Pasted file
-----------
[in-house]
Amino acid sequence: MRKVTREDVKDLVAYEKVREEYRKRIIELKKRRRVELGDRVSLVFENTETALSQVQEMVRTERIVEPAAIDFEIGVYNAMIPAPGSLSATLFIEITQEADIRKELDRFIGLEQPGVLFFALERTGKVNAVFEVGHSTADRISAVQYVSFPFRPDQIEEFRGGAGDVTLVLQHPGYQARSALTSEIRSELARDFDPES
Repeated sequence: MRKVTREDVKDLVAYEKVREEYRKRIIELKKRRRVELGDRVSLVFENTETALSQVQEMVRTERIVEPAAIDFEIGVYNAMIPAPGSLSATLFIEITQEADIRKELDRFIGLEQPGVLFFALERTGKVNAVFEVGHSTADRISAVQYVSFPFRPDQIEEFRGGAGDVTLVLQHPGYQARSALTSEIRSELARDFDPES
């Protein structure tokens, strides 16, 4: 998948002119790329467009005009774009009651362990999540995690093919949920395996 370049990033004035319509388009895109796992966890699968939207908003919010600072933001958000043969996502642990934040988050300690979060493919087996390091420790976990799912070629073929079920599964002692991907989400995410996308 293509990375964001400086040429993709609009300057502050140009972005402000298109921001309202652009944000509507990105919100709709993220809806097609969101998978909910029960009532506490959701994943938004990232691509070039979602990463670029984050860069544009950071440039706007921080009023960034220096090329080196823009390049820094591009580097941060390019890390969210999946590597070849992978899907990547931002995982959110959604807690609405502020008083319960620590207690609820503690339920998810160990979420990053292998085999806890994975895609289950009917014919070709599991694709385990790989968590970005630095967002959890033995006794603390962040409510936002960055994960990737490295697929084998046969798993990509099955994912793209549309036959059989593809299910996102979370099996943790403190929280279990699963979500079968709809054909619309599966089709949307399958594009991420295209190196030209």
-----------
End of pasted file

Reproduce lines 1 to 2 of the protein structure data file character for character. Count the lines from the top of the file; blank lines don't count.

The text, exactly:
[in-house]
Amino acid sequence: MRKVTREDVKDLVAYEKVREEYRKRIIELKKRRRVELGDRVSLVFENTETALSQVQEMVRTERIVEPAAIDFEIGVYNAMIPAPGSLSATLFIEITQEADIRKELDRFIGLEQPGVLFFALERTGKVNAVFEVGHSTADRISAVQYVSFPFRPDQIEEFRGGAGDVTLVLQHPGYQARSALTSEIRSELARDFDPES